Canada's Supreme Court ruled on June 24 that breast cancer can be considered work-related under the country’s workers’ compensation law. Three women who were employed as lab technicians at a hospital in British Columbia argued that the hormone-mimicking chemicals in their workplace was a factor in developing breast cancer.
Occupational health and safety leaders honored, new policies adopted at American Public Health Association annual meeting
The OHS Section’s annual meeting at APHA brings together the best of public health: solid research, community-based methods, policy and politics, social justice and solidarity.
San Francisco women firefighters take part in first study on firefighting exposures and breast cancer
In the span of just a couple years, five of Heather Buren’s colleagues at the San Francisco Fire Department were diagnosed with breast cancer. At first, Buren thought the diagnoses were part of the unfortunate toll that comes with age. Still, something felt amiss — “it just felt so disproportionate to me,” she said.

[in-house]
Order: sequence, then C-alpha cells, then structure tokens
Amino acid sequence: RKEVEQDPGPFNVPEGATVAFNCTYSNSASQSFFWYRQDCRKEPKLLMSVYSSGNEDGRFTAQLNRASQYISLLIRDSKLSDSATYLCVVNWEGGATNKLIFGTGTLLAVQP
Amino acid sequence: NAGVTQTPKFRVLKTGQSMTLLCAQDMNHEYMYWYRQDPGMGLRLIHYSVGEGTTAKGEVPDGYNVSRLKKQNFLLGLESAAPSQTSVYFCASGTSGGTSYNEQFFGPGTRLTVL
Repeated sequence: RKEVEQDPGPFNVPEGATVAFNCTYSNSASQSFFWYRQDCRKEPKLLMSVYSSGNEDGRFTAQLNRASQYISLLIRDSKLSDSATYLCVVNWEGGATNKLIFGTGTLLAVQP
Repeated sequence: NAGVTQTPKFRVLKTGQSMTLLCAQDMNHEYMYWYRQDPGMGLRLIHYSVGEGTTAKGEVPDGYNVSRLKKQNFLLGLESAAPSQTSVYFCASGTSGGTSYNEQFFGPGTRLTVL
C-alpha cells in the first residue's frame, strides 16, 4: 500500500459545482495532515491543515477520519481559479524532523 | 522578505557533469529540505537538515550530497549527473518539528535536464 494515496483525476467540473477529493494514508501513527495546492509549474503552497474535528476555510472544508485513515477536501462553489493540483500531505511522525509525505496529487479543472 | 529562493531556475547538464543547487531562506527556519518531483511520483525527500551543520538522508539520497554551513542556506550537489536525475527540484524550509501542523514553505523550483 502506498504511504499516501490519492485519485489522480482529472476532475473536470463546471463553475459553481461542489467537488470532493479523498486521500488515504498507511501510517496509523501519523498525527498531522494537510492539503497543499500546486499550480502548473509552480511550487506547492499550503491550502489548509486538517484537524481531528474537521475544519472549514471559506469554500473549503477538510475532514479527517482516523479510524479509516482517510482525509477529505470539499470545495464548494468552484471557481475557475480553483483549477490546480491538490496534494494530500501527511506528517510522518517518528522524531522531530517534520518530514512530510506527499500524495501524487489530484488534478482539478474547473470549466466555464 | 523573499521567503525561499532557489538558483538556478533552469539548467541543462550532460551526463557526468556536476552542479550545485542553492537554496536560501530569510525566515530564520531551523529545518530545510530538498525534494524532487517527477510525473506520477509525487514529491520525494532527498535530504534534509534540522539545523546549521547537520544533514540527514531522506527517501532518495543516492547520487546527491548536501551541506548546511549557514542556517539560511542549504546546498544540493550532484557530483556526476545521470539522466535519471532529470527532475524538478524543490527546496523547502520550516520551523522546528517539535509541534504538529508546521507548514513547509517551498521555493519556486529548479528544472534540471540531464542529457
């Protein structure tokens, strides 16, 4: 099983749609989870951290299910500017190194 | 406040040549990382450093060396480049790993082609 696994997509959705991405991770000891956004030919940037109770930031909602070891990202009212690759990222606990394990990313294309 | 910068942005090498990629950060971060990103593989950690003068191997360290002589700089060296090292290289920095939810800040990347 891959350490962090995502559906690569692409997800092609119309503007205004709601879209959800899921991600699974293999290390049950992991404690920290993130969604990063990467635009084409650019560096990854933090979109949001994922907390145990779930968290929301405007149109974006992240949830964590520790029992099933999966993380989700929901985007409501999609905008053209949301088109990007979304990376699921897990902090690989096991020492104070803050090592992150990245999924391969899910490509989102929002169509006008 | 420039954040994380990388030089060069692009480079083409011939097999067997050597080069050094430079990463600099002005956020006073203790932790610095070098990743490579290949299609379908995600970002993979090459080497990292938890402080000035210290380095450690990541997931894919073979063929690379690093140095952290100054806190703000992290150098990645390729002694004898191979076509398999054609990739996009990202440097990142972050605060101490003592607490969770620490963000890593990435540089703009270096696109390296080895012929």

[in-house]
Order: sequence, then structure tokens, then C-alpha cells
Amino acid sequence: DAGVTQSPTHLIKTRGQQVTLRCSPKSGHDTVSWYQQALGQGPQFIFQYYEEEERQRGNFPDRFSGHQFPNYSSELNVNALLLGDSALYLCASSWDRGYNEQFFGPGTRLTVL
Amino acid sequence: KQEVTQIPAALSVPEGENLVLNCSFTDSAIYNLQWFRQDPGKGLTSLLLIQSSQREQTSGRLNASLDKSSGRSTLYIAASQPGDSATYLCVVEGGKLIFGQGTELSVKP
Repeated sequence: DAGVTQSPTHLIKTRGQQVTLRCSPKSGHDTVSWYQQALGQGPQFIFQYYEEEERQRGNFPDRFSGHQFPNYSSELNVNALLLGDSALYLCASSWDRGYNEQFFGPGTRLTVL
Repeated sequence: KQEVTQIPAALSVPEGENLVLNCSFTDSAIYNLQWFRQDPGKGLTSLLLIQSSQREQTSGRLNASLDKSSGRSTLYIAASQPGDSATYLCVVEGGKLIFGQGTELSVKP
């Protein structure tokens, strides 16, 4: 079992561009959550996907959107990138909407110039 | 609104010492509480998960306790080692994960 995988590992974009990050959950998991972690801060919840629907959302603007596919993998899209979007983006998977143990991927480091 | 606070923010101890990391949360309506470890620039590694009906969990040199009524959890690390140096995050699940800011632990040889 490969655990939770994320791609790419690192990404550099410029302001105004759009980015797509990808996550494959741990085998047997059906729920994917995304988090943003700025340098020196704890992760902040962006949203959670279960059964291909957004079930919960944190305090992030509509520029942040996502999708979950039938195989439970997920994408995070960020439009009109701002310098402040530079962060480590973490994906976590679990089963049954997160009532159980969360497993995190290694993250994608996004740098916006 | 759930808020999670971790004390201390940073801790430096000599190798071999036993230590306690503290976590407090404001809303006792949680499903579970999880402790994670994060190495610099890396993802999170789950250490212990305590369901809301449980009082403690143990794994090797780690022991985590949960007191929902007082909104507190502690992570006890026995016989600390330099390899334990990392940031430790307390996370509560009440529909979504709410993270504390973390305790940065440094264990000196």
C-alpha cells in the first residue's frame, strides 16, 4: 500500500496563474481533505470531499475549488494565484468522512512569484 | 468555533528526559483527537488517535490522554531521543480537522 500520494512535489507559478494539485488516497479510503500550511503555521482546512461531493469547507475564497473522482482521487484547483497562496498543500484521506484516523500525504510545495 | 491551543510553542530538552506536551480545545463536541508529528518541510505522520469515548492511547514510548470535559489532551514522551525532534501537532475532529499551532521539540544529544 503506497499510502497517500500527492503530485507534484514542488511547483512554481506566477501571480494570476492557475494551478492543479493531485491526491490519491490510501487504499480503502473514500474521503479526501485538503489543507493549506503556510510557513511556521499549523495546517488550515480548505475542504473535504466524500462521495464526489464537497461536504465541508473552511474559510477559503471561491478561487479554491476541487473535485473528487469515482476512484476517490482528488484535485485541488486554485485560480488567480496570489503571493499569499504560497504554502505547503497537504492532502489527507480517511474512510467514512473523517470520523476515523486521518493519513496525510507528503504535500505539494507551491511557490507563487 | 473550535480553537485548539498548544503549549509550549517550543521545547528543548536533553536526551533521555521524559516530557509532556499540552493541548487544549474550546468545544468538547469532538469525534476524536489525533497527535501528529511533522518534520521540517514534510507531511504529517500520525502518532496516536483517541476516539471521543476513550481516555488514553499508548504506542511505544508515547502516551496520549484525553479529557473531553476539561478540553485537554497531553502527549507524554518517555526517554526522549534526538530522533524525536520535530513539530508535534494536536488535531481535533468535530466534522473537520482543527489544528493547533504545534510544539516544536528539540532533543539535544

Twenty-three years and millions served: CDC’s National Breast and Cervical Cancer Early Detection Program
Next time someone asks you what exactly public health does, repeat this number: 4.3 million. That’s the number of women — mothers, sisters, wives, aunts, grandmothers, daughters and friends — who might have otherwise gone without timely breast and cervical cancer screenings if it weren’t for public health and its commitment to prevention.
Two recently published papers funded by the federal agency Health Canada report on excess risk of breast cancer among auto plastics workers and the chemical compounds and processes used that are the likely culprits.
Here's an important public health fact: women with dense breast tissue are at least four times more likely to develop breast cancer. I wish I'd known about that risk factor before learning last month that I have Stage IIIB breast cancer.